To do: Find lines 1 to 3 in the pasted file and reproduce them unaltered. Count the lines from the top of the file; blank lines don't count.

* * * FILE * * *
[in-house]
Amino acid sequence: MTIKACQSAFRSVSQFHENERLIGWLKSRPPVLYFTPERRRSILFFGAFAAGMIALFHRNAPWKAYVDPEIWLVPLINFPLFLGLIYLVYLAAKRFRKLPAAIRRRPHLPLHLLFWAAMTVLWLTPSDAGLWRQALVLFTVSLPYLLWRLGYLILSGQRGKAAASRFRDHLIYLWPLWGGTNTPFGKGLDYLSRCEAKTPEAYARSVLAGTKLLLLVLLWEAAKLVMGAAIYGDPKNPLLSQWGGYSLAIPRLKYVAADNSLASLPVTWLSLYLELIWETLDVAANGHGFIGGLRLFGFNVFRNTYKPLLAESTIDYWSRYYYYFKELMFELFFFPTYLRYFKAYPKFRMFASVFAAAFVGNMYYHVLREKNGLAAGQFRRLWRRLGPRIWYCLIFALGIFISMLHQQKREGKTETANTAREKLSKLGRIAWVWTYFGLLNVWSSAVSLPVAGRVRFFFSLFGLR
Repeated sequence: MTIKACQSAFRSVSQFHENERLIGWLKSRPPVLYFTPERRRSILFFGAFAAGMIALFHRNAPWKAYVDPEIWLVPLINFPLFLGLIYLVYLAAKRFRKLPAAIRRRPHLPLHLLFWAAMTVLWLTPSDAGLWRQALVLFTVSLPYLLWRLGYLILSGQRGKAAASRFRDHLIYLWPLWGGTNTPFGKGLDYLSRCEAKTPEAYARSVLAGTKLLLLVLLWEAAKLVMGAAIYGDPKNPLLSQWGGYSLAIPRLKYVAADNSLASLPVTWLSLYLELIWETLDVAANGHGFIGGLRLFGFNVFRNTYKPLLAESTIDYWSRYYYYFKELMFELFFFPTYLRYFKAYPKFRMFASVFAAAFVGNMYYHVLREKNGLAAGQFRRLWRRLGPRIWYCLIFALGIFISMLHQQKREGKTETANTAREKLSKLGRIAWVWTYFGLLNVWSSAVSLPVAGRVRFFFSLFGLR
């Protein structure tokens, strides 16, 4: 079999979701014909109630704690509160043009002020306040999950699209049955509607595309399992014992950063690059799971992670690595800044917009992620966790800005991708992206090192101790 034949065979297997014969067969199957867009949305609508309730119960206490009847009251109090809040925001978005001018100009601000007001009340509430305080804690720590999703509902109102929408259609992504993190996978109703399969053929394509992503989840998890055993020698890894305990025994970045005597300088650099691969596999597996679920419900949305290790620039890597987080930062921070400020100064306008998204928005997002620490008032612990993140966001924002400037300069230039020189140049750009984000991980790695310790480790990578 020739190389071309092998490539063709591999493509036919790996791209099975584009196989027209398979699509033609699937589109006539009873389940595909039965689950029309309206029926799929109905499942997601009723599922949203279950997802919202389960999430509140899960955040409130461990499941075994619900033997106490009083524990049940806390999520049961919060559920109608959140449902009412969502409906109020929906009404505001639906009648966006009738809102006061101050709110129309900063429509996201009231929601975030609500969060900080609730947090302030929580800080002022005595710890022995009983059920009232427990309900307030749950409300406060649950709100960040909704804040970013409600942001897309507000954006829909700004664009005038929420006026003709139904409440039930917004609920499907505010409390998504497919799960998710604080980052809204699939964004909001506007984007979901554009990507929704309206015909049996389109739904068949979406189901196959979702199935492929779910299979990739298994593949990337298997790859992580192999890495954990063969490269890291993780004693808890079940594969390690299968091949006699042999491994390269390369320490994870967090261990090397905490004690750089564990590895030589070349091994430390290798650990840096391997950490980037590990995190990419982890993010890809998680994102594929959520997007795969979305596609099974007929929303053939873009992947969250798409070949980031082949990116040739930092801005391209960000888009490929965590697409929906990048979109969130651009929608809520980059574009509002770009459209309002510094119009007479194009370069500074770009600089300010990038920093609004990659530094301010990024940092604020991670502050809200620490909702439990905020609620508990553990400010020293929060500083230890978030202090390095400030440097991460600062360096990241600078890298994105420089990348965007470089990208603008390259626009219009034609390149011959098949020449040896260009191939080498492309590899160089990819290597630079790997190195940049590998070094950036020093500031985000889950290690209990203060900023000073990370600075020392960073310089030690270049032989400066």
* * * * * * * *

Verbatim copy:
[in-house]
Amino acid sequence: MTIKACQSAFRSVSQFHENERLIGWLKSRPPVLYFTPERRRSILFFGAFAAGMIALFHRNAPWKAYVDPEIWLVPLINFPLFLGLIYLVYLAAKRFRKLPAAIRRRPHLPLHLLFWAAMTVLWLTPSDAGLWRQALVLFTVSLPYLLWRLGYLILSGQRGKAAASRFRDHLIYLWPLWGGTNTPFGKGLDYLSRCEAKTPEAYARSVLAGTKLLLLVLLWEAAKLVMGAAIYGDPKNPLLSQWGGYSLAIPRLKYVAADNSLASLPVTWLSLYLELIWETLDVAANGHGFIGGLRLFGFNVFRNTYKPLLAESTIDYWSRYYYYFKELMFELFFFPTYLRYFKAYPKFRMFASVFAAAFVGNMYYHVLREKNGLAAGQFRRLWRRLGPRIWYCLIFALGIFISMLHQQKREGKTETANTAREKLSKLGRIAWVWTYFGLLNVWSSAVSLPVAGRVRFFFSLFGLR
Repeated sequence: MTIKACQSAFRSVSQFHENERLIGWLKSRPPVLYFTPERRRSILFFGAFAAGMIALFHRNAPWKAYVDPEIWLVPLINFPLFLGLIYLVYLAAKRFRKLPAAIRRRPHLPLHLLFWAAMTVLWLTPSDAGLWRQALVLFTVSLPYLLWRLGYLILSGQRGKAAASRFRDHLIYLWPLWGGTNTPFGKGLDYLSRCEAKTPEAYARSVLAGTKLLLLVLLWEAAKLVMGAAIYGDPKNPLLSQWGGYSLAIPRLKYVAADNSLASLPVTWLSLYLELIWETLDVAANGHGFIGGLRLFGFNVFRNTYKPLLAESTIDYWSRYYYYFKELMFELFFFPTYLRYFKAYPKFRMFASVFAAAFVGNMYYHVLREKNGLAAGQFRRLWRRLGPRIWYCLIFALGIFISMLHQQKREGKTETANTAREKLSKLGRIAWVWTYFGLLNVWSSAVSLPVAGRVRFFFSLFGLR